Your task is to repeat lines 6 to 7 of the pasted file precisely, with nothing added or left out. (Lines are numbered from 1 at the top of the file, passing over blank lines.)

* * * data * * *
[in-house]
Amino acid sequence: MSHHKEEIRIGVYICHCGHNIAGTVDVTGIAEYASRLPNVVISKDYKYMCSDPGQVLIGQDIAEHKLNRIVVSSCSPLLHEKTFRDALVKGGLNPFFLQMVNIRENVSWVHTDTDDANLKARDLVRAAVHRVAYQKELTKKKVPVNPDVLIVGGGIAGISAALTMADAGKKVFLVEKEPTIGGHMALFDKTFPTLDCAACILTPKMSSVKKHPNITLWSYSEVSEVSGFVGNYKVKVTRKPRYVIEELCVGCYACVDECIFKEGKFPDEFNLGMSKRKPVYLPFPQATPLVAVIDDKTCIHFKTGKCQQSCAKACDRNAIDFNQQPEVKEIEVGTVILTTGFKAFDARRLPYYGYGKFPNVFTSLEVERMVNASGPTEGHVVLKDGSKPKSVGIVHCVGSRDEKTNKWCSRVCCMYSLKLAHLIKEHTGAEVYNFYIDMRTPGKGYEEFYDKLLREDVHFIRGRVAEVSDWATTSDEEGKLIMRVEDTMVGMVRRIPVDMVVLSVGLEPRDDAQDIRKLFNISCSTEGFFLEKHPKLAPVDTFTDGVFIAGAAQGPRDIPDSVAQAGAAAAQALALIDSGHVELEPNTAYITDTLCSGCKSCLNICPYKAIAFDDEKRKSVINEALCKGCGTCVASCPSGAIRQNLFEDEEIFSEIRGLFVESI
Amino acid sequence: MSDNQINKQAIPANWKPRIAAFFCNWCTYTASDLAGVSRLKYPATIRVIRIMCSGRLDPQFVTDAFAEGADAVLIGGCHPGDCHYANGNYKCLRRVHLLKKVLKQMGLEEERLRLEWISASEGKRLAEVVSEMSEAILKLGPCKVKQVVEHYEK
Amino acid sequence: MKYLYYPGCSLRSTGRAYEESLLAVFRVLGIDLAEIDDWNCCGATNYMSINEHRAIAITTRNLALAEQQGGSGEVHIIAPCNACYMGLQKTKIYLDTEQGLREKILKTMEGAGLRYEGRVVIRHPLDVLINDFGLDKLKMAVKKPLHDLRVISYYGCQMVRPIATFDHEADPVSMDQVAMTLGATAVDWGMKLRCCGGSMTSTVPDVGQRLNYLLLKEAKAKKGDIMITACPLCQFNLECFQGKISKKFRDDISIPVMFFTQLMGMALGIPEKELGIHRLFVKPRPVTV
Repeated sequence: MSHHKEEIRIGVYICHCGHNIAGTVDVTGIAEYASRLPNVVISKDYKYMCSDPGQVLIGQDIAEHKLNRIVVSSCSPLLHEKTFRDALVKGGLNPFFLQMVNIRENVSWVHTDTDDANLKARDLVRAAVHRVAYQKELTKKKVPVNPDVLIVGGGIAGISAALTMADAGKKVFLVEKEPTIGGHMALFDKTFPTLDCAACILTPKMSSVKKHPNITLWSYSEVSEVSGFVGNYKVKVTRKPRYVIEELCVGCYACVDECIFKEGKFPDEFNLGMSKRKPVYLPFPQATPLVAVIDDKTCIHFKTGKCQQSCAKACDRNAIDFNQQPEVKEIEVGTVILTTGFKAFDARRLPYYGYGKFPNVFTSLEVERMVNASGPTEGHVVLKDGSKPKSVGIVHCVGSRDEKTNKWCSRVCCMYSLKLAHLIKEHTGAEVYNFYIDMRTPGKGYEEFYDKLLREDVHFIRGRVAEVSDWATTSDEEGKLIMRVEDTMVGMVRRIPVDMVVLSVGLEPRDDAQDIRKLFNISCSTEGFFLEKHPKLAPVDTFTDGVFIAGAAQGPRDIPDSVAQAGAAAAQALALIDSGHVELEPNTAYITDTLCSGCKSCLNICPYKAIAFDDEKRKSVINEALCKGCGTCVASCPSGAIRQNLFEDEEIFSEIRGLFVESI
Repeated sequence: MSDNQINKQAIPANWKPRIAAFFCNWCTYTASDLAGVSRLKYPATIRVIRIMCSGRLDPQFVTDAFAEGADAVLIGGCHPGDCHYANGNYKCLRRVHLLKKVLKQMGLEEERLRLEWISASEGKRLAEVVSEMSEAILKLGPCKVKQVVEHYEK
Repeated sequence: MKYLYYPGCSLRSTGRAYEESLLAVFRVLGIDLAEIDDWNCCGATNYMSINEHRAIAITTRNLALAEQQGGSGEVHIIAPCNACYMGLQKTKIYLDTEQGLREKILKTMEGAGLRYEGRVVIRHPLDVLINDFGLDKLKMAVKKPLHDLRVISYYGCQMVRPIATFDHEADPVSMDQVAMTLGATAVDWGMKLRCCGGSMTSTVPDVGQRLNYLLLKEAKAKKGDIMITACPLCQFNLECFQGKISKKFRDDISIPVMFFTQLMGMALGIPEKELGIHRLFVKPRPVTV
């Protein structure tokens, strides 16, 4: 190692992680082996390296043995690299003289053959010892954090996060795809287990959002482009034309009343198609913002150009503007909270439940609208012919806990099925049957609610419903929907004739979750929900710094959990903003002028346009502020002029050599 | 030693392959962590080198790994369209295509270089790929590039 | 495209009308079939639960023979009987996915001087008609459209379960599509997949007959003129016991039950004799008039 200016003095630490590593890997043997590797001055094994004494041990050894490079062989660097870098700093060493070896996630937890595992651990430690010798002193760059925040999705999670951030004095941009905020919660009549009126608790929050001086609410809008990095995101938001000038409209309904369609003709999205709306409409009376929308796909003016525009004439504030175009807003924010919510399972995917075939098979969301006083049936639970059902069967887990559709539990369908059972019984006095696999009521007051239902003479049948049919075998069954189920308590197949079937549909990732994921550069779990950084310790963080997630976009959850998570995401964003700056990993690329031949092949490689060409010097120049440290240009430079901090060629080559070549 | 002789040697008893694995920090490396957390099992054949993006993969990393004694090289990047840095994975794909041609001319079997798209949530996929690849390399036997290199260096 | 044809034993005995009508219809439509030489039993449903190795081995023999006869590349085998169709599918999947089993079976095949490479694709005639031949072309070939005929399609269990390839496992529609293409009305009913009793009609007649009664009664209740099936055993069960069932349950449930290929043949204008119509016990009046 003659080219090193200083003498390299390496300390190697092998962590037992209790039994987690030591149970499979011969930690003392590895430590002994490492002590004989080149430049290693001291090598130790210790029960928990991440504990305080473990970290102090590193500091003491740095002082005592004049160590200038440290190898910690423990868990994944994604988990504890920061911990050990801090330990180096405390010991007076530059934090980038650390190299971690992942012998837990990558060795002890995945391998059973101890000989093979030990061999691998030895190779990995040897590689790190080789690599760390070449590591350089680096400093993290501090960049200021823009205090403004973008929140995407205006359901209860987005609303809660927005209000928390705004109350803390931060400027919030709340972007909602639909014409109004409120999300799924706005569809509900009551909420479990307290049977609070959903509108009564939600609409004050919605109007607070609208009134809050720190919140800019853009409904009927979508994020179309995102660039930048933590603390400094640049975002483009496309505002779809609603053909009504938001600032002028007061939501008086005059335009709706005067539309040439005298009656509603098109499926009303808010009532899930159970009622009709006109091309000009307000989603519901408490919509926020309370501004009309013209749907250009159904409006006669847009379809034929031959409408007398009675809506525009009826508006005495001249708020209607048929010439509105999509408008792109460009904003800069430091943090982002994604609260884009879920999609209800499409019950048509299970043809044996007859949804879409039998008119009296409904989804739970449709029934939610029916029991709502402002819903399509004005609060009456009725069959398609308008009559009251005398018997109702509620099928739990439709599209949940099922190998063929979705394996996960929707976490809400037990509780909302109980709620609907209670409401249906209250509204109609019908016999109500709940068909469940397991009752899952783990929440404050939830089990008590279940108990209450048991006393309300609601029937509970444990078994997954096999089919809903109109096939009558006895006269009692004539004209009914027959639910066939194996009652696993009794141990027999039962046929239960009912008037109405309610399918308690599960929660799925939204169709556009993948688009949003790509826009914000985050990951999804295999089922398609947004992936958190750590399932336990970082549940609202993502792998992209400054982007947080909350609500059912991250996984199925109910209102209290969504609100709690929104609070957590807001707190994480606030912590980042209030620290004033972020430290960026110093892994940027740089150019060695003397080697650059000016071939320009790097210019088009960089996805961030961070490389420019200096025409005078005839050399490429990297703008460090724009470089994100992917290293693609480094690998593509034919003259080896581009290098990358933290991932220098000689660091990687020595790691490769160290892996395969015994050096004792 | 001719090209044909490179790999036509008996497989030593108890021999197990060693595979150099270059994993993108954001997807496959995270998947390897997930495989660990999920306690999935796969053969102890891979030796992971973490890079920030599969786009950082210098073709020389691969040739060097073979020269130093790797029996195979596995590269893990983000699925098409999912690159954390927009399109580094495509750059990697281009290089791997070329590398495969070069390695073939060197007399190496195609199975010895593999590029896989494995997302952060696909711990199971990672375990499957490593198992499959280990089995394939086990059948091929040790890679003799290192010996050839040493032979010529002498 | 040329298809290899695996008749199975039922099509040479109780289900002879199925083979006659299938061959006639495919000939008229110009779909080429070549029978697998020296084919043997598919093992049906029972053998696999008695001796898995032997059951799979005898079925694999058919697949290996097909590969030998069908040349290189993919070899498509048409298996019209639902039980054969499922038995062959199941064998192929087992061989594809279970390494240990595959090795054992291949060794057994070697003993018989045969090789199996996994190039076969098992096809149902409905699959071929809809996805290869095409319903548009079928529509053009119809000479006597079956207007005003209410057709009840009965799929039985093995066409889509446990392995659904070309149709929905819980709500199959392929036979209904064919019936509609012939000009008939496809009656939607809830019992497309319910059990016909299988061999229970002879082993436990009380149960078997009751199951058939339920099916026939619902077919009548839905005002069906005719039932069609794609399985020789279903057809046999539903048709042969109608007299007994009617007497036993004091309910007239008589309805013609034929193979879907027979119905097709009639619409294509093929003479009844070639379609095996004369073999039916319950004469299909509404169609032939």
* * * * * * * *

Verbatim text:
Repeated sequence: MSDNQINKQAIPANWKPRIAAFFCNWCTYTASDLAGVSRLKYPATIRVIRIMCSGRLDPQFVTDAFAEGADAVLIGGCHPGDCHYANGNYKCLRRVHLLKKVLKQMGLEEERLRLEWISASEGKRLAEVVSEMSEAILKLGPCKVKQVVEHYEK
Repeated sequence: MKYLYYPGCSLRSTGRAYEESLLAVFRVLGIDLAEIDDWNCCGATNYMSINEHRAIAITTRNLALAEQQGGSGEVHIIAPCNACYMGLQKTKIYLDTEQGLREKILKTMEGAGLRYEGRVVIRHPLDVLINDFGLDKLKMAVKKPLHDLRVISYYGCQMVRPIATFDHEADPVSMDQVAMTLGATAVDWGMKLRCCGGSMTSTVPDVGQRLNYLLLKEAKAKKGDIMITACPLCQFNLECFQGKISKKFRDDISIPVMFFTQLMGMALGIPEKELGIHRLFVKPRPVTV